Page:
Most Premier League football clubs have inaccessible websites and fail to provide audio-described commentary for blind and partially-sighted supporters, according to a new survey by a user-led charity.
The survey of the 20 Premier League clubs found only four of them provided in-house commentary by experts trained in audio-description.
It is just the latest evidence of discrimination at football grounds, particularly those belonging to Premier League clubs that have benefited from millions of pounds in television money.
Two months ago, Disability News Service (DNS) revealed that the equality watchdog was to write to Manchester United and the Premier League following concerns passed on by DNS that disabled fans had had their mobility aids confiscated by stewards.
The new survey by Level Playing Field (LPF), the user-led organisation that works to improve access to sporting venues, found that two clubs – Liverpool and Southampton – had refused admission to fans with guide dogs, while only one – Arsenal – provided a toilet area for assistance dogs.
Three clubs – Bournemouth, Liverpool and Chelsea – provide audio-description that has a 30-second time delay, so blind and partially-sighted fans can only hear the action being described half-a-minute after it has happened and the crowd has already reacted.
Another 13 clubs only provide links to local or hospital radio or television commentaries.
And at three clubs* – Crystal Palace, Manchester United and Southampton – away fans have to sit with home supporters if they want to listen to the commentary.
The survey found that most clubs’ websites were inaccessible to blind and partially-sighted fans, while Arsenal was the only club that offered a full match programme in an audio format, but even that was not available until after matches had taken place.
Arsenal fan Wayne Busbridge said some of his worst experiences had been at Manchester United (pictured), because he was forced to sit with home fans to listen to the match commentary.
He said: “It’s not pleasant, you can’t celebrate. I have got spat on and been verbally abused, at United and at Tottenham. But when you report it, they don’t do anything.”
He has also visited grounds with delayed audio-described commentary, which has meant hearing the crowd celebrating a goal before he can hear the relevant commentary, and then trying to listen to the description of the goal as it is drowned out by the noise of cheering fans.
He is also critical of clubs’ websites.
He said: “I don’t know how clubs get away without producing an accessible website. The law is quite clear: I should be able to do what everyone else does, and if I can’t there should be a reasonable adjustment.”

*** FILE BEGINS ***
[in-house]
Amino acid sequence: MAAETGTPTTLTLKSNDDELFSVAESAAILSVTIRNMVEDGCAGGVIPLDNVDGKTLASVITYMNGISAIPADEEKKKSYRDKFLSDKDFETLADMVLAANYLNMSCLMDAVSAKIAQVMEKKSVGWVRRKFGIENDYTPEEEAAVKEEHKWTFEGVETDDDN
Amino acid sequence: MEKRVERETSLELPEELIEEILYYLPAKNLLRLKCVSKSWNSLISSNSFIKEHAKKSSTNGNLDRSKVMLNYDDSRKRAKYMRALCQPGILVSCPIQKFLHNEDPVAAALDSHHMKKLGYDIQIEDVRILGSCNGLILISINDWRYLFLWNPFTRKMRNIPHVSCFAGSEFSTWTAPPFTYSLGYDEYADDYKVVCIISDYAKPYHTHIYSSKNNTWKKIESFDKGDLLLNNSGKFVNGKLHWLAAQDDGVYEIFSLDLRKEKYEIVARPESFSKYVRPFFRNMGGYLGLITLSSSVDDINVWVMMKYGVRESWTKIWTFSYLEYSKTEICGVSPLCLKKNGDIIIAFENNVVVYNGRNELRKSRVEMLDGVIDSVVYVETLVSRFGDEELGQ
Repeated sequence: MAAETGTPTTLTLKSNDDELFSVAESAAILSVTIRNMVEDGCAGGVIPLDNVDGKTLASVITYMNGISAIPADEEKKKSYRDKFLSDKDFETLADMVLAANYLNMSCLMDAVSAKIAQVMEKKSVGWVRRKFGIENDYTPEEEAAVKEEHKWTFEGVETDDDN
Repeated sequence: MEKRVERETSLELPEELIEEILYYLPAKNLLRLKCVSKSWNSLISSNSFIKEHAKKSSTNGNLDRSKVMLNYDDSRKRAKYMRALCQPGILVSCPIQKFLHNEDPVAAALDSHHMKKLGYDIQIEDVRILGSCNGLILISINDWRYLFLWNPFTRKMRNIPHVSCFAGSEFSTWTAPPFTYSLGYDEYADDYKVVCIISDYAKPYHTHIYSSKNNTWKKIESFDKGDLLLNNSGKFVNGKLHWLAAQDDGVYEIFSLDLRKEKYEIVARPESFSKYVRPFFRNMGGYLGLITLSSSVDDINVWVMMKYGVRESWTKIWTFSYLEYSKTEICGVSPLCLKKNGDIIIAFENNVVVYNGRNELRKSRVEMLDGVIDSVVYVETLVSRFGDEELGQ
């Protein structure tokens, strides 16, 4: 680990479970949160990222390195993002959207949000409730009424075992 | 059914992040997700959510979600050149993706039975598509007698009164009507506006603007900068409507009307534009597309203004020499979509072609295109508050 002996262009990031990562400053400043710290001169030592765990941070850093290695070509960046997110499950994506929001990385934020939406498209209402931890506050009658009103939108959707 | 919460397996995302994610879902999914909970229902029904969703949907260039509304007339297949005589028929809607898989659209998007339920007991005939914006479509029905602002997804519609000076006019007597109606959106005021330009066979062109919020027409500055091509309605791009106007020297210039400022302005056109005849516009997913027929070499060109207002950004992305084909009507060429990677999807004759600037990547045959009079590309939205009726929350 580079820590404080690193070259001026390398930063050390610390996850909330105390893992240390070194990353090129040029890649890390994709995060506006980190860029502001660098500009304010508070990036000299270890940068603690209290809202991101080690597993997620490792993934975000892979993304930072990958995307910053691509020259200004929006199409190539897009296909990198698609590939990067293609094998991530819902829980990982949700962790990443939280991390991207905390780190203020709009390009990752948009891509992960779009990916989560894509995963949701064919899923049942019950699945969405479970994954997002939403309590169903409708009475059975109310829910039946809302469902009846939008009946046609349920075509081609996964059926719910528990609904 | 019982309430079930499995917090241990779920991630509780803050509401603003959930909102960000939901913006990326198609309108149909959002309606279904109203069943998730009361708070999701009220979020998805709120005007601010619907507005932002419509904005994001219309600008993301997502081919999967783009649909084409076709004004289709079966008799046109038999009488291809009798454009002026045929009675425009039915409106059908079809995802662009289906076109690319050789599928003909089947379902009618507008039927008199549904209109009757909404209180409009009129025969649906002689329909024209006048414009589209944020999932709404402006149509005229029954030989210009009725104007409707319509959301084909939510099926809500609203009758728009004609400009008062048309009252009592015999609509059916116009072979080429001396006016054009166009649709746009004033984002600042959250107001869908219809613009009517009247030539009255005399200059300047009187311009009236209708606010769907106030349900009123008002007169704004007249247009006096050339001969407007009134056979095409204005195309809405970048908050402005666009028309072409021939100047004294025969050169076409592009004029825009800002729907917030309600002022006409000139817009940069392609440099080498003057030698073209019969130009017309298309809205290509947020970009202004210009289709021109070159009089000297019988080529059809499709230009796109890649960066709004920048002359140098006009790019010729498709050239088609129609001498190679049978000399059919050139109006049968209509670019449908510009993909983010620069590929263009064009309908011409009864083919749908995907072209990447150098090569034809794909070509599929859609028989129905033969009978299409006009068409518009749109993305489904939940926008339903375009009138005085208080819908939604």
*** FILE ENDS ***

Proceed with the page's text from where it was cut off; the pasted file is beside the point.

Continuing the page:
Some Premier League clubs are friendlier than others for away fans, he said. “Stoke couldn’t have helped more. One of their groundsmen drove me back to the train station in his car.”
But he said: “With all the money available to football clubs, it is basically time they pulled their fingers out of their backsides.
“When it suits the Premier League, they pretend they don’t have any influence at all. They should be ashamed of themselves.
“They should be saying, ‘We are the Premier League, with all this money, and we should be getting this right.’ They should set a minimum standard and make the clubs do it.”
Leigh Hutchings, a Watford season-ticket-holder and a Manchester City member, said that buying a ticket for an away match as a blind supporter was so time-consuming that it often “turned into a nightmare”.
He said his best experiences as an away fan had been at Arsenal, the Championship side Ipswich Town, and newly-promoted Premier League side Norwich City, whereas the worst had been a match at Wembley, the national football stadium.
He said: “Premier League clubs have the money, they have no excuse at all. It’s just apathy. We don’t want sympathy, we just want somebody to understand the problems.”
A Premier League spokesman said: “The Premier League is working with clubs to identify scope for improvement of disabled supporter access in their grounds.
“This includes digital services and other facilities for blind and partially-sighted fans.
“We are keen to ensure that all fans have the best possible experience at the match and will continue to work with clubs to develop best practice in this area.”
A Department for Culture, Media and Sport spokeswoman said the government took the problems faced by disabled fans “extremely seriously” and was working with the Equality and Human Rights Commission and sporting bodies to “address accessibility and improve the match day experience” for disabled fans.
She said: “It’s clear more work needs to be done in this area. A disability should not be a barrier to attending sporting events.
“We’ve sought views of fans with disabilities and will shortly be publishing these findings.”
*Contrary to the survey results originally reported by DNS, away fans at Spurs do not have to sit with home fans to listen to commentaries, which are audio-described by two commentators trained by the RNIB Soccer Sight programme